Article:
My Mom was always good to us at Christmas, and so I had a television set in my room. Back then we only had five channels to watch: the three networks, PBS, and the local station, KPHO channel 5. When I was younger I always watched channel five when I got home from school because they had Gilligan’s Island and a kids show called Wallace and Ladmo. On Sunda our family didn’t ever go to church, and there was nothing much to do, so I’d watch TV. Sunday mornings had two viewing options: political shows and religious shows. Boring. For some reason though–maybe I was searching I don’t know–I started to watch this church that broadcast its morning worship service on channel 5. This was the North Phoenix Baptist Church, and Richard Jackson was the preacher. I was impressed that they never asked for money. Other religious programs spent half the broadcast or more begging for dontations. NPBC just showed their worship service. I hadn’t been to church very often, but I liked this. I liked what the preacher had to say. He talked about Jesus, and preached from the Bible. They always ended the service with an invitation to pray to receive Jesus into your heart. I prayed that sinner’s prayer more than once. In fact the first time I remember praying it was while watching a Billy Graham Crusade when I was around 12 or 13. Both NPBC and Billy Graham had a choir that would sing the hynm Just As I am, and people would go forward. The words of that song struck me because they told me what I needed to know about God’s love. It is unconditional. He loves me just as I am.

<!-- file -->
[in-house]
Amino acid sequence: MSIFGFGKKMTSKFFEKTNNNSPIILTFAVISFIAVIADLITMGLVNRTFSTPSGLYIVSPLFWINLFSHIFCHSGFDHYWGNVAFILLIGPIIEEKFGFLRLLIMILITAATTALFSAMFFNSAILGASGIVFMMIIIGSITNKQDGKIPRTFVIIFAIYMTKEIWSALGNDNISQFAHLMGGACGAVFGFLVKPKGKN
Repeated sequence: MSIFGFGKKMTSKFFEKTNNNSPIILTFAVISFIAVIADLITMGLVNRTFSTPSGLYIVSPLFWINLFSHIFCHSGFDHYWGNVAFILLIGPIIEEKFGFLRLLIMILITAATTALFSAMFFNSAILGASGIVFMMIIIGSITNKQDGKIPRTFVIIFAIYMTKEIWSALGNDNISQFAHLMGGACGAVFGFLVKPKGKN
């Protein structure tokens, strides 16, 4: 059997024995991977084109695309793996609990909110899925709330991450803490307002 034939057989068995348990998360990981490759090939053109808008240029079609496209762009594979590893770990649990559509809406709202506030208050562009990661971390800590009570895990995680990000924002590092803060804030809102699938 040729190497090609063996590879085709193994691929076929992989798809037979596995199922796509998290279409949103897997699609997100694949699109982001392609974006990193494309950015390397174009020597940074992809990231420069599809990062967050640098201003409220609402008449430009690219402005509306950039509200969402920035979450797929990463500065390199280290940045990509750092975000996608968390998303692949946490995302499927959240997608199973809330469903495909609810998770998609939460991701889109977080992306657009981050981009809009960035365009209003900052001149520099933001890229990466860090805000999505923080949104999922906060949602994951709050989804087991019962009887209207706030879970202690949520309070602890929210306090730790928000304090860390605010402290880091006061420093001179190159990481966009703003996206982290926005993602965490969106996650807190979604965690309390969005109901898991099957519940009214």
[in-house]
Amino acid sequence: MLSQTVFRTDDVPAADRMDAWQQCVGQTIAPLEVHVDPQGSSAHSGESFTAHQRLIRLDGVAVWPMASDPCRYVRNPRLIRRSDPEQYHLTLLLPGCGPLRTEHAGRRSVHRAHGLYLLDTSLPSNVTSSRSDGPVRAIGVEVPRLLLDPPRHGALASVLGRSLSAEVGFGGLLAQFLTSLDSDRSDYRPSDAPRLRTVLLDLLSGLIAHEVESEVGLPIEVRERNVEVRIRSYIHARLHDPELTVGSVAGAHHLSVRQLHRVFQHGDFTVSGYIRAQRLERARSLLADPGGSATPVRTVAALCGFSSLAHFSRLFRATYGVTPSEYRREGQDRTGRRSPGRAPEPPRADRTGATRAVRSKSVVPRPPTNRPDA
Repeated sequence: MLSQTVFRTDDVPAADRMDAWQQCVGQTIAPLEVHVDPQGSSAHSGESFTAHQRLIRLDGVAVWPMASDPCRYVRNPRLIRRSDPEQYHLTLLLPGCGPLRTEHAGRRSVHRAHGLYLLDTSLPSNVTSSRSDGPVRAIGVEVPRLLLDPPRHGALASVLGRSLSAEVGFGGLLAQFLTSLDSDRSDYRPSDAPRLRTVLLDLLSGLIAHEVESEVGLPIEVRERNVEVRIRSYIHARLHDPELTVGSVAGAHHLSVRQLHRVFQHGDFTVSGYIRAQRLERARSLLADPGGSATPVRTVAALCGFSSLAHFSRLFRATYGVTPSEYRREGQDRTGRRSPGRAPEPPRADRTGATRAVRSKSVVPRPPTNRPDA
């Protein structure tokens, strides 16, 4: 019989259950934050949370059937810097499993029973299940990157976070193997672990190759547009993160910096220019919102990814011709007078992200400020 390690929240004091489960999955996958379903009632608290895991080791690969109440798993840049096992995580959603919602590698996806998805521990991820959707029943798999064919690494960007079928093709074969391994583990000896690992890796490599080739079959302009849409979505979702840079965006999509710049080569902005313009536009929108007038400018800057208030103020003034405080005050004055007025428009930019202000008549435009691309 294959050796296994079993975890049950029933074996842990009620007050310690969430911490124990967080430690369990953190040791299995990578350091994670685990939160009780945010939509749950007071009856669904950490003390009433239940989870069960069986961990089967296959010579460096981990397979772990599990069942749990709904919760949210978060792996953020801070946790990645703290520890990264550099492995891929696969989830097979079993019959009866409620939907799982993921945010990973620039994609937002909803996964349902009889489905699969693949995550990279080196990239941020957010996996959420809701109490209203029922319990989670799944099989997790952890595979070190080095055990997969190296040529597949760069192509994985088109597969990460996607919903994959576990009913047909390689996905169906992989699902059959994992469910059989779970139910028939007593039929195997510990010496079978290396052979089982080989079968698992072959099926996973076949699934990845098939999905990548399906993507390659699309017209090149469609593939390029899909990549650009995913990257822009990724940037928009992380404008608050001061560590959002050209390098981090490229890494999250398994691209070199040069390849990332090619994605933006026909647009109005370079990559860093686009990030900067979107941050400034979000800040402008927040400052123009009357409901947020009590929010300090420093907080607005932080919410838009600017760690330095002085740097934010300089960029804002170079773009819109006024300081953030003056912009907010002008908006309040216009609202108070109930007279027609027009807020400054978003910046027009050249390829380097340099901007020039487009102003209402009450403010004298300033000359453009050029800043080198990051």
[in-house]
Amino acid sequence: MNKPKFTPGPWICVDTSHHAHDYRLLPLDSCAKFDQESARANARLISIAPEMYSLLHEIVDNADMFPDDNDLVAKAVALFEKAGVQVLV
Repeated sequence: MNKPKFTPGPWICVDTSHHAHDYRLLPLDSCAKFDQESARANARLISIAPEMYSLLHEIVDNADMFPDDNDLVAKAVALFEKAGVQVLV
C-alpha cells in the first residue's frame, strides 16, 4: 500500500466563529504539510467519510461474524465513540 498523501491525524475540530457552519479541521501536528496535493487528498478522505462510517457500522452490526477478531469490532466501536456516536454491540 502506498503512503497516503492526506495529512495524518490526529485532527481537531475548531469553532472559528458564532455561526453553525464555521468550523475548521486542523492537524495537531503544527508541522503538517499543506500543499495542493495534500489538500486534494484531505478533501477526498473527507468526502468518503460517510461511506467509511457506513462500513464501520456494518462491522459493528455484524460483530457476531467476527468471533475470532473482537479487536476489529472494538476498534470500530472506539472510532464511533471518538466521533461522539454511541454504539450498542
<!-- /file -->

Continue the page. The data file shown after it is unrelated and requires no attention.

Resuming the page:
“Just as I am without one plea, but that thy blood was shed for me, and that thou bidst me come to thee, O lamb of God, I come, I come.”